Such a Smart Species
Nothing is sexier than a pitch pine
out to plant its seed under a forest fire
narrow trail through narrow openings of limbs
smoke fades when the act is done
another whack at life another open track
toward sunlight when hell-curtains fall
finally to dirt a last-ditch effort to last
outlast and move up the western side
settled for a view and the next narrow fire
wait and repeat the number of times I'd kiss a girl
under a tuliptree agreed the tallest of eastern
hardwoods and such a smart species of a tree
that only Latin can un-sexy its flowers
Liriodendron tulipifera and somewhere a botanist
sneezes in his hand where dust
fires shovel some little known fact
about the word thrive and the sun
torching itself to give light.
You Will True
I walk through blistered grass where weeds rise
into full dandelion beds around my old chair
broken to tilt over the southwest leg. Every day
I sleep here, breakfast dried beneath bourbon
and bloating unsteady dreams
toward better green miles than these fields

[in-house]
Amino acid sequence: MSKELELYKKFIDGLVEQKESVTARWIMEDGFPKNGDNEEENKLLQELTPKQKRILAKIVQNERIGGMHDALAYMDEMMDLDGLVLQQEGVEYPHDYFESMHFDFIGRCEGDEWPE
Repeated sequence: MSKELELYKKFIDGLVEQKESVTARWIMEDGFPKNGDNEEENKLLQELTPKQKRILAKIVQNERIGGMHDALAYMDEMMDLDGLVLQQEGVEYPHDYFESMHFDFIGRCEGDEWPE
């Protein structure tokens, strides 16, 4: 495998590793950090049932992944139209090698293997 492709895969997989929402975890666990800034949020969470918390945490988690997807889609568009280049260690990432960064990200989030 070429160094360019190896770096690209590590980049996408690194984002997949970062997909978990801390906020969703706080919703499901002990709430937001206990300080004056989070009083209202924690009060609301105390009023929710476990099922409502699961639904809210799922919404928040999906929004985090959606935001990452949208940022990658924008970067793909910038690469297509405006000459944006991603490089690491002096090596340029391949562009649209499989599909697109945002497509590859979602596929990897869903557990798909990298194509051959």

had broken the spite into you, the ordinary girl,
who skins her knee time after time in streams rushed to full
fury when she removes the spine from trout bone red.
Don’t watch a dead fish dry. But you will true.
You fall harder down roads dirt ditches overtook.
Shins endless scabs. Skirt as muddy as your mouth.
Dirt in your teeth and vocabulary rediscovers words
like Luck when ragweed falls to steady rain,
spills its toxins over dirt numbed for your preservation.
Luckily you hate flowers and such, the boozy apology they whittle.
When winter sinks in the creek and freezes a mallard still
in life—cracks its beak, too bent to beat early snow—
you’d say nothing. Ice melts and words split open for you.
Warmth you know spoils from booze and empty vases.
As creeks rise, nature falls into your house,
trout thrown in curls on your pillowcase, you'll see
when burgundy water settles honest to its word
how dandelions look up to you and fall.
NICK AIEZZA lives in the finger lakes region of New York state. He is a student in Manhattanville College's MFA program in creative writing. His work has appeared in The Paris-American, H_NGM_N, and the Fredericksburg Literary Review.